-- You can discover more about a person in an hour of play than in a year of conversation. (Plato)

View Belle City Woodworking's profile

Belle City Woodworking

353 posts in 3945 days

#3 posted 05-29-2007 07:31 PM

I keep it in the drawer of the bench that way I always know where it is.


-- Formerly known as John's Woodshop

View Bob Babcock's profile

Bob Babcock

1804 posts in 4015 days

#4 posted 05-29-2007 07:55 PM

I stay very organized in my shop by….....I forgot what I was going to say….what were we talking about?

-- Bob, Carver Massachusetts, Sawdust Maker

View Bill's profile


2579 posts in 4090 days

#5 posted 05-29-2007 07:58 PM

Since I am working on my stuff almost every day, it is easier to keep track. I still have moments I do some step out of sequence. The latest issue I have is sanding and finishing a project before I assemble it. It can help a lot to have the pieces already finished before assembly. But, I forget and then remember once it is put together and I have to put in a lot of effort to finish those nooks and crannies. Had I just finished it before assembling it….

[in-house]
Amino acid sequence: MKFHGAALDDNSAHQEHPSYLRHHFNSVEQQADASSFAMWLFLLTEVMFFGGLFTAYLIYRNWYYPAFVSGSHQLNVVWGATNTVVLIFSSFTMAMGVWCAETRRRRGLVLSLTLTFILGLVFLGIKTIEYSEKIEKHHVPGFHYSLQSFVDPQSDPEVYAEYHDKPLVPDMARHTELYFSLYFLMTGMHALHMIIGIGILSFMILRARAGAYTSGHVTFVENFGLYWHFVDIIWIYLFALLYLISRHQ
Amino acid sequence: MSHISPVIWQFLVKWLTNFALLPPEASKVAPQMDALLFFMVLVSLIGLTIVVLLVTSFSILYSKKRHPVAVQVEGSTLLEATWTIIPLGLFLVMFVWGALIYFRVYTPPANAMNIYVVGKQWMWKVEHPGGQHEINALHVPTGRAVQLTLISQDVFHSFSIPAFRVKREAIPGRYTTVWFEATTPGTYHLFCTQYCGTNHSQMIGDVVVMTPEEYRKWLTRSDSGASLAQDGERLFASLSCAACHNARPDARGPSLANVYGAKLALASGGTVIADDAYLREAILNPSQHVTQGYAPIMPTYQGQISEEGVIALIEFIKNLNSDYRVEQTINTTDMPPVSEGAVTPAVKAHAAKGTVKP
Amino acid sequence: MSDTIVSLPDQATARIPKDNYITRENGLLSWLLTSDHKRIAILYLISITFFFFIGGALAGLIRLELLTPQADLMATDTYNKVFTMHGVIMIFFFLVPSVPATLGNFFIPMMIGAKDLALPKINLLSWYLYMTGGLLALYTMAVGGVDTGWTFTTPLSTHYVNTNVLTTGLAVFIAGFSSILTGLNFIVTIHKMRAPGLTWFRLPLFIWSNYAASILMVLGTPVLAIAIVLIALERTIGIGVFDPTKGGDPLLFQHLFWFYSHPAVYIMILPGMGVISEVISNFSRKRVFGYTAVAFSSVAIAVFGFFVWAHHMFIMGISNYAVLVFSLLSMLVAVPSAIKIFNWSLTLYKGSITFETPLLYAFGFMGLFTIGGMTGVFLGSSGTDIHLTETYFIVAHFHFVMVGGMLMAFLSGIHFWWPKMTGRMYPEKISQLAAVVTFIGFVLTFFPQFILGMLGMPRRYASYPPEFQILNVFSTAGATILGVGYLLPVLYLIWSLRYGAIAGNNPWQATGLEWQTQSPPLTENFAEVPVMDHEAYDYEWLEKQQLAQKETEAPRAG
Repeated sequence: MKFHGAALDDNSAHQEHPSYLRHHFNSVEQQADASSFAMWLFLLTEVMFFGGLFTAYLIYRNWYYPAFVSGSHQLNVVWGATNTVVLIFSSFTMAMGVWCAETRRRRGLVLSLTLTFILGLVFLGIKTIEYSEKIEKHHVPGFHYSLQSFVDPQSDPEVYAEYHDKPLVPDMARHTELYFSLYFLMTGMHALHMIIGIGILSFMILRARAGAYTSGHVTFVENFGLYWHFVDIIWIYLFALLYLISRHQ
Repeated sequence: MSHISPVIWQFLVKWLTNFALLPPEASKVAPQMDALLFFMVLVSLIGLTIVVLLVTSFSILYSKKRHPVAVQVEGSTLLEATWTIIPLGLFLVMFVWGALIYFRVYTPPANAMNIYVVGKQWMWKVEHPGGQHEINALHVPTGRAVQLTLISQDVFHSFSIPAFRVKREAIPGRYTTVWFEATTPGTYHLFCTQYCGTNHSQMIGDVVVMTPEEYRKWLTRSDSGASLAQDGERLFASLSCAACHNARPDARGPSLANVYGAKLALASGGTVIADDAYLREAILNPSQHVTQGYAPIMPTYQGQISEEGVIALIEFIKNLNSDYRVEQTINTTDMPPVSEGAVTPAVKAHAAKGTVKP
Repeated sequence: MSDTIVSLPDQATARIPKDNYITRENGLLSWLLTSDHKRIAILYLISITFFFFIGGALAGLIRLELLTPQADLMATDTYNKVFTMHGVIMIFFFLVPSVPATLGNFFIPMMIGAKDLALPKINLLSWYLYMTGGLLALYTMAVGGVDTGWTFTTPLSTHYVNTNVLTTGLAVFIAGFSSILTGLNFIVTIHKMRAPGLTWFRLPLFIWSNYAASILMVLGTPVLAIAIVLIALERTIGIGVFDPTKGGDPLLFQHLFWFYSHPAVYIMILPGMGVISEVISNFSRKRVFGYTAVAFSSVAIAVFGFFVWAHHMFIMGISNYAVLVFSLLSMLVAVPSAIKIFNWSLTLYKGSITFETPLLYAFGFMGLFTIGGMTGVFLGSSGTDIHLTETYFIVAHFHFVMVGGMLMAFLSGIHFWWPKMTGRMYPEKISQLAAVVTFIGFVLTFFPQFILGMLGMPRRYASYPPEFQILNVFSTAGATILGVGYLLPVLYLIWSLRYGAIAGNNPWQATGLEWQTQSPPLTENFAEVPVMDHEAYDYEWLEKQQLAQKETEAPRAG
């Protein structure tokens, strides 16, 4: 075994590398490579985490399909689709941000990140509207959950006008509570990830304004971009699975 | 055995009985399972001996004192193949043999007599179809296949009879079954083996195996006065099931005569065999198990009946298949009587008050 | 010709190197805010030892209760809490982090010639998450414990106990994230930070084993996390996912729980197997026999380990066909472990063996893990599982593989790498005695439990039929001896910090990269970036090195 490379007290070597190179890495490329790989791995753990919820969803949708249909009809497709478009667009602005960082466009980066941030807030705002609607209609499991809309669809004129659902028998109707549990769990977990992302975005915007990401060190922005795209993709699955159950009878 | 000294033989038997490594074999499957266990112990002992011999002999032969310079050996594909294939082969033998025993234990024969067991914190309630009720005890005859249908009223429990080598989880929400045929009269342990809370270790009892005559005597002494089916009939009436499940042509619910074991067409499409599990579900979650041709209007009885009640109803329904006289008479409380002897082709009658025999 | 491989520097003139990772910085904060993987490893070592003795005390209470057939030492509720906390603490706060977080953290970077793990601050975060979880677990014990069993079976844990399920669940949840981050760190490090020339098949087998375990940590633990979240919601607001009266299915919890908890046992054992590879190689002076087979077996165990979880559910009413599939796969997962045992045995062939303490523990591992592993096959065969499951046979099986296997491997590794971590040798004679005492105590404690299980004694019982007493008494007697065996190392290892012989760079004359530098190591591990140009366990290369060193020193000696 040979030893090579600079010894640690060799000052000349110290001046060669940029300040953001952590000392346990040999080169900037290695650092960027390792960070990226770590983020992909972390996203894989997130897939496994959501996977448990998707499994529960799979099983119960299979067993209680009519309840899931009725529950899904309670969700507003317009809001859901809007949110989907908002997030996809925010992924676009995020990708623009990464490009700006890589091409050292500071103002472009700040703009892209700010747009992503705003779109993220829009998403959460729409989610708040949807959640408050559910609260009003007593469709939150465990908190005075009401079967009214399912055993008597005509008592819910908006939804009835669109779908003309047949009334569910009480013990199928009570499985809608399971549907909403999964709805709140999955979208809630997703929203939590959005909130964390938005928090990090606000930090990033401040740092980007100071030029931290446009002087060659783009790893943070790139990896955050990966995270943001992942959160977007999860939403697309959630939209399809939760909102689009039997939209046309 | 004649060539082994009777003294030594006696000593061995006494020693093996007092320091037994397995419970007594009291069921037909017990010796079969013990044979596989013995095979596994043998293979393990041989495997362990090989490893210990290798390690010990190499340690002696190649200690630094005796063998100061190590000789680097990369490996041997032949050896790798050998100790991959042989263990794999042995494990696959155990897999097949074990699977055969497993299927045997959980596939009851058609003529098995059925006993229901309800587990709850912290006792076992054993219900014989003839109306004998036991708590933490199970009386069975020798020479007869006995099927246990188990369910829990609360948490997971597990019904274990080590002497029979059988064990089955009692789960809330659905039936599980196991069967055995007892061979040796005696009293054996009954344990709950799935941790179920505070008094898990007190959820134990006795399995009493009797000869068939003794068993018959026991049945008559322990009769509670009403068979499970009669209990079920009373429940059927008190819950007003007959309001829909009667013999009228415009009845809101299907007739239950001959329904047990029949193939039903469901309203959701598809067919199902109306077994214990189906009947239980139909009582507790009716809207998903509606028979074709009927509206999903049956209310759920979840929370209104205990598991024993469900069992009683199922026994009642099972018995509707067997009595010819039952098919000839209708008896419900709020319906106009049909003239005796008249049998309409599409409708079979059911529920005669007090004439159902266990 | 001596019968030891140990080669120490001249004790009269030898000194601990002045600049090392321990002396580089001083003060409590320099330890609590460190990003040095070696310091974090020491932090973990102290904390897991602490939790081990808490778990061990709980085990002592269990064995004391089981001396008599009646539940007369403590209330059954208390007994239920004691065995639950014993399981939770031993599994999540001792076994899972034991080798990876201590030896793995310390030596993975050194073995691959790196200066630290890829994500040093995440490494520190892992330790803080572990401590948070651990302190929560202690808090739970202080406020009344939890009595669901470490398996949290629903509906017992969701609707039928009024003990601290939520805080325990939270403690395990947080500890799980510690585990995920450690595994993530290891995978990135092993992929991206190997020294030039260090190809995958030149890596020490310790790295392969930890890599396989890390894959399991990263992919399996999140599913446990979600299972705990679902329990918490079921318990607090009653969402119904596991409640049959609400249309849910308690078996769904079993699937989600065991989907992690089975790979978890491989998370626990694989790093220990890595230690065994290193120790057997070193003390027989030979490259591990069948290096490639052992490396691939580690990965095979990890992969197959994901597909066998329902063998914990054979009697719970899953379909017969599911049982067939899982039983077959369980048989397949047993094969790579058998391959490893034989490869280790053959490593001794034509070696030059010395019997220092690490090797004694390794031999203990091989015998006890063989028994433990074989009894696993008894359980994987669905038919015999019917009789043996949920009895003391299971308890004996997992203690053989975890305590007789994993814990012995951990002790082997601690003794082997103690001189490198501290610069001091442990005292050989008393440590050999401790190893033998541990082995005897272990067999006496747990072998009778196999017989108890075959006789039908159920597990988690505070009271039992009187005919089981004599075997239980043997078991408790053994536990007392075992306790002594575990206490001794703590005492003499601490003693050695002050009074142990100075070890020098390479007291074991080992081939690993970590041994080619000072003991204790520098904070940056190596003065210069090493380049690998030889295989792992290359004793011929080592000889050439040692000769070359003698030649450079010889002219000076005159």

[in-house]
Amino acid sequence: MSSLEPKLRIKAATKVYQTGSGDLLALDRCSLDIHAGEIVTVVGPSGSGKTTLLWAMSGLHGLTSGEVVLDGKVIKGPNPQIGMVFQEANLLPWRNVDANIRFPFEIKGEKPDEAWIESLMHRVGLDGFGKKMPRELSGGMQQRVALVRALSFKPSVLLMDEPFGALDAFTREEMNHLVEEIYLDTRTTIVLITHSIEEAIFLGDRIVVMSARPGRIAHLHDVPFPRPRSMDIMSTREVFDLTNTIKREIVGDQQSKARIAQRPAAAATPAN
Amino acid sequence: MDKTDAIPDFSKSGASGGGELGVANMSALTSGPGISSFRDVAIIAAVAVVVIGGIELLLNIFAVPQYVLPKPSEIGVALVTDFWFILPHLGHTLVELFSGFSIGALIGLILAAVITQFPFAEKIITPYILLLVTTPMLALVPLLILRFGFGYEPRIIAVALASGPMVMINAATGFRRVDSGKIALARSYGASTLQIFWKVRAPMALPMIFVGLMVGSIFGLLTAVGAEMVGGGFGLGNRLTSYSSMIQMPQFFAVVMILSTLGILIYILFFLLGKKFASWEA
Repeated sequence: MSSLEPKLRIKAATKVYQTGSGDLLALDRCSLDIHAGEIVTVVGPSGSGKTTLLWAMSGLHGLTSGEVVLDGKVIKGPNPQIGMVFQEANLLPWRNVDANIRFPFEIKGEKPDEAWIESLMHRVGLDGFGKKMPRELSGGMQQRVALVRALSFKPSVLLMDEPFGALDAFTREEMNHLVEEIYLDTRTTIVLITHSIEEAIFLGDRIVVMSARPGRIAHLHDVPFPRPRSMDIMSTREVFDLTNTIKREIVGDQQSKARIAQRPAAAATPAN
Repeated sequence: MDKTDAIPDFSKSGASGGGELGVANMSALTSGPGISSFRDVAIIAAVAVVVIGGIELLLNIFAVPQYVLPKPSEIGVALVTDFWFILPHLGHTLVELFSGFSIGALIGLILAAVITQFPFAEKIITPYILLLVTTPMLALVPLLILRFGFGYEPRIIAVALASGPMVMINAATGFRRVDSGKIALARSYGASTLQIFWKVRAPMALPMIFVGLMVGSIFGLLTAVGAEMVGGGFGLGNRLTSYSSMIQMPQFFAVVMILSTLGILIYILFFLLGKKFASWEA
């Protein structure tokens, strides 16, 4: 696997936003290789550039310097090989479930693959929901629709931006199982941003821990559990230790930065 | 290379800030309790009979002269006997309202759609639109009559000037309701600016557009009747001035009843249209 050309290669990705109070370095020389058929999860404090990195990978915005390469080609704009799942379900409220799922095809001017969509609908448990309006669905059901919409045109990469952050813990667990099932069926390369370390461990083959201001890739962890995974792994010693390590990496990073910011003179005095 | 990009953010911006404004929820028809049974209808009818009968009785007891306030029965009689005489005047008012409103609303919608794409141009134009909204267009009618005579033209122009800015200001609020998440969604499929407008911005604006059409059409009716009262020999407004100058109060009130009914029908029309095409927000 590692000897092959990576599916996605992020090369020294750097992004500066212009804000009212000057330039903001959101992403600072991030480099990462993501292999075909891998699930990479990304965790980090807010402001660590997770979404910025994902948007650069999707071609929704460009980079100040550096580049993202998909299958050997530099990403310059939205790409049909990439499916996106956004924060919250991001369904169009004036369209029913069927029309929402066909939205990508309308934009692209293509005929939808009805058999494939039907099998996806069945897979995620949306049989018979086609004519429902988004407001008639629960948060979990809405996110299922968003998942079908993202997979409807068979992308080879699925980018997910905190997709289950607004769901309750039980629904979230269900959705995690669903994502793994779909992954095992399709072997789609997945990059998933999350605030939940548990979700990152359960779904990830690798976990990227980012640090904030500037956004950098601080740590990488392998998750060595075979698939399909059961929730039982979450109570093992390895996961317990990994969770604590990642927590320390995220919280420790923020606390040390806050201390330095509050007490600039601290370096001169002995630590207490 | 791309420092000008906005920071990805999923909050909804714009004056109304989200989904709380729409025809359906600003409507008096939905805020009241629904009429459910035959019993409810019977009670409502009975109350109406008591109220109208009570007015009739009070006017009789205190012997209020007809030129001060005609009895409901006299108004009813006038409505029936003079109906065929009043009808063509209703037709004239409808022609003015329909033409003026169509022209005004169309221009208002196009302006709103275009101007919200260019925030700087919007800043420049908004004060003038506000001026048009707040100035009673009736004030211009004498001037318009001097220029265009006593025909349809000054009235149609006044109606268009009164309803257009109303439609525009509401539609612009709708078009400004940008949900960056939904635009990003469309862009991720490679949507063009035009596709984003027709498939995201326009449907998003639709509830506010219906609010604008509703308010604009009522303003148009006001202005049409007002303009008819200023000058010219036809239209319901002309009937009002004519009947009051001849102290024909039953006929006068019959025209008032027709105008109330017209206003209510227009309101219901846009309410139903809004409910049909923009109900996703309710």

A notebook would be a good place to start. I was also thinking of a chalkboard. While it does involve writing like a white board, you may have the chalk lying around especially if you use it for marking up your wood before cutting. Not that you have great accuracy that way, but it can be a great way to lay out your pieces ahead of time and see what will come from where. I have tried it a few times to get rough measures and it work. If you do not like the layout, simply wipe it off and re-mark it. You can sometimes get more pieces out of the lumber than you originally thought of by doing the initial mark up.

I expect we will see a K&T video on the subject soon…

-- Bill, Turlock California,

View MsDebbieP's profile


18615 posts in 4089 days

#6 posted 05-30-2007 03:22 AM

hey Tom, you could just plan to do a video walk-through for us each time and “schedule” the episodes in the little notebook. I’m sure you’d stay on track in order to keep up to date for the video series.
((thinking… woo hoo.. we get more Video’s by Tom!!!))

-- ~ Debbie, Canada (